Florida No-Fault Automobile Insurance
Are you hurt?
We recently moved to Florida which is a no fault state. We have insurance through USAA. Can you tell me what this means in the event of an accident? Thanks, Rachel
For some, hearing the term 'no-fault insurance' conjures up the vision of careening down the Florida highway with impunity (or maybe that's just us insurance nerds).
Fortunately, Florida's no-fault laws (and those elsewhere in the US) actually focus ONLY on bodily injury (or personal injury) claims.
Florida no-fault insurance is actually a form of personal injury protection (PIP) insurance that covers drivers, passengers and pedestrians regardless of whether or not their negligence or actions was a reason for or a contributing cause of the accident. The policy on the vehicle that the injured persons were injured in pays for the medical expenses of the driver and passengers in that vehicle. This is regardless of who was at fault for the accident. Property damage claims are not subject to the no-fault laws.
This does not mean that a Floridian can never recover their damages from an at-fault driver, but it can be difficult. There are two exceptions:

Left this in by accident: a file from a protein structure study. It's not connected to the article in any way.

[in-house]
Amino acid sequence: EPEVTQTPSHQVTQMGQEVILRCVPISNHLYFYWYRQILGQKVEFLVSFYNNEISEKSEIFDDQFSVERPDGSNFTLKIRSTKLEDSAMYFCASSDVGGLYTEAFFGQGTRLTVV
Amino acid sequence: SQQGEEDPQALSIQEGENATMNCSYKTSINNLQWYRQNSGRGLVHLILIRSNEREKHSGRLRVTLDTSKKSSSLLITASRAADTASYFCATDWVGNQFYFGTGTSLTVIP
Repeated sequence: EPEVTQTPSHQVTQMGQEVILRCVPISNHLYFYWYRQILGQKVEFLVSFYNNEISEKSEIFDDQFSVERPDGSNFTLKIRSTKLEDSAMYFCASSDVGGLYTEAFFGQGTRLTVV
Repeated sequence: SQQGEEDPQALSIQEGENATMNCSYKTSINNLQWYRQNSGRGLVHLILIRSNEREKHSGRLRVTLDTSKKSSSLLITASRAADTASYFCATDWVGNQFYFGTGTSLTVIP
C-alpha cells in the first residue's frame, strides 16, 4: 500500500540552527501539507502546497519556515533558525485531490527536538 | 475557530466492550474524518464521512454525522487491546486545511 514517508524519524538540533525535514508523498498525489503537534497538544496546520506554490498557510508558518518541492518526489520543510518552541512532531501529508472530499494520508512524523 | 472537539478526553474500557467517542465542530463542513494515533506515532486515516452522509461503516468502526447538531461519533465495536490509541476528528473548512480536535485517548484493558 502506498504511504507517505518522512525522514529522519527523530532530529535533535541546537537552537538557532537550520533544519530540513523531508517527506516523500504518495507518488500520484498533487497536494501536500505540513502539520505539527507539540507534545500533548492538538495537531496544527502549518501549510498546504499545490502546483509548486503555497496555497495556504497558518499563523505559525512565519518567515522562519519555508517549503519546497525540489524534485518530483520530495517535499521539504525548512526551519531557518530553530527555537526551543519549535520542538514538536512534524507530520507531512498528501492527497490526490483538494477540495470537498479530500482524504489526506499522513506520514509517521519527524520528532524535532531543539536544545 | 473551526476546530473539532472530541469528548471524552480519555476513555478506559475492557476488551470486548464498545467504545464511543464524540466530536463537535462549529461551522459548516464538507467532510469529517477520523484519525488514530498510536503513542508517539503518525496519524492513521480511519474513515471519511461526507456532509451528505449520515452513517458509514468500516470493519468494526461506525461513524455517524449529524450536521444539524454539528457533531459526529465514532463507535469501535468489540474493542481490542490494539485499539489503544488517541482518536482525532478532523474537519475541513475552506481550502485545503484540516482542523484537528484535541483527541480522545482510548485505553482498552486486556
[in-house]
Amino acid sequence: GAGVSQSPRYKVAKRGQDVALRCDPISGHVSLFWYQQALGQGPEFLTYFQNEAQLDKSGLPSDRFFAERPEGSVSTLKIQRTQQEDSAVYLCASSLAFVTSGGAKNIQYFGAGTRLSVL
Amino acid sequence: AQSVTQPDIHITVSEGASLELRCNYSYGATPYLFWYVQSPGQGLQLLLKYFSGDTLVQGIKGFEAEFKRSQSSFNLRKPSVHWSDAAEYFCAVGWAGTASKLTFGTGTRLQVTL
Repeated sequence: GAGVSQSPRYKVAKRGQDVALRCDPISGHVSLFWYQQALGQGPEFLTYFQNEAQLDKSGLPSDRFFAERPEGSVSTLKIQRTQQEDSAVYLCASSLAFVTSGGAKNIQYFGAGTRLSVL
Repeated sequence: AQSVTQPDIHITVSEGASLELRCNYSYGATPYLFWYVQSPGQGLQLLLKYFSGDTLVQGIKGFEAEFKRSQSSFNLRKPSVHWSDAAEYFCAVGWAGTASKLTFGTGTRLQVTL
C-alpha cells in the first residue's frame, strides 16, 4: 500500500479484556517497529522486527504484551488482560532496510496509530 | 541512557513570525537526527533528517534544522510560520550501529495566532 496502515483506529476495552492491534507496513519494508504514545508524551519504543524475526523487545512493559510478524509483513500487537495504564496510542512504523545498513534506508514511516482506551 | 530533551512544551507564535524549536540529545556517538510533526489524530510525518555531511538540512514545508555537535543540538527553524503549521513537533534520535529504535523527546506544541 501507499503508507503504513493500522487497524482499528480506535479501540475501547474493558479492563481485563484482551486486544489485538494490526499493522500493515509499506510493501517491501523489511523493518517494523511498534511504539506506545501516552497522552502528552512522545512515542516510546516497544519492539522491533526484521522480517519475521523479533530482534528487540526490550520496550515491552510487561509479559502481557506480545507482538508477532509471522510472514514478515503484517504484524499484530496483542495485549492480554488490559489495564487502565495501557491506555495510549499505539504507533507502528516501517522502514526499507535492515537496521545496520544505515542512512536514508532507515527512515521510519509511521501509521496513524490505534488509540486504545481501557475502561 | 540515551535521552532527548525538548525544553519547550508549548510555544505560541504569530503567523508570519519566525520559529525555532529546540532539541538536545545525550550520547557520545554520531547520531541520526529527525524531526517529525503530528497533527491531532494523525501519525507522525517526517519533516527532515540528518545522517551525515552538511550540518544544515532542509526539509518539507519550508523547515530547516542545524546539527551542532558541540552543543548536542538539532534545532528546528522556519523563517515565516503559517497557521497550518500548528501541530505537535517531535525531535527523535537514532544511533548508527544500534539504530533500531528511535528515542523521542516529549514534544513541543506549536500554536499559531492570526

First, a Florida resident might meet a monetary threshold: the amount of medical bills must reach a certain dollar amount
before the injured person can seek compensation from the at-fault driver.
Or a Floridian might meet a 'verbal' threshold: the injury must be rather serious, such as a disfigurement, permanent disability of death before the at-fault driver can be pursued.
It is important to know that in Florida, you MUST call the police to report the accident if you wish to get help from the Florida Department of Highway Safety and Motor Vehicles. This is a fact noted on their own official website. (http://www.flhsmv.gov/ddl/frfaqcrash.html)
Florida's no-fault insurance law requires automobile owners to carry a minimum of $10,000 in Personal Injury Protection (PIP) and $10,000 in Property Damage Liability (PDL) coverage. You may, of course, purchase additional coverage.
Florida is one of only about a dozen states in the US that uses no-fault laws to limit the ability of injured people to recover their damages (or seek compensation) from another driver who has caused their injuries. The purpose of these laws is purportedly to keep insurance costs down, and to deter inurance fraud. It is not really clear whether or not either of these goals are met.This article is approved for informational purposes ony and is not intended to take the place of competent local legal counsel.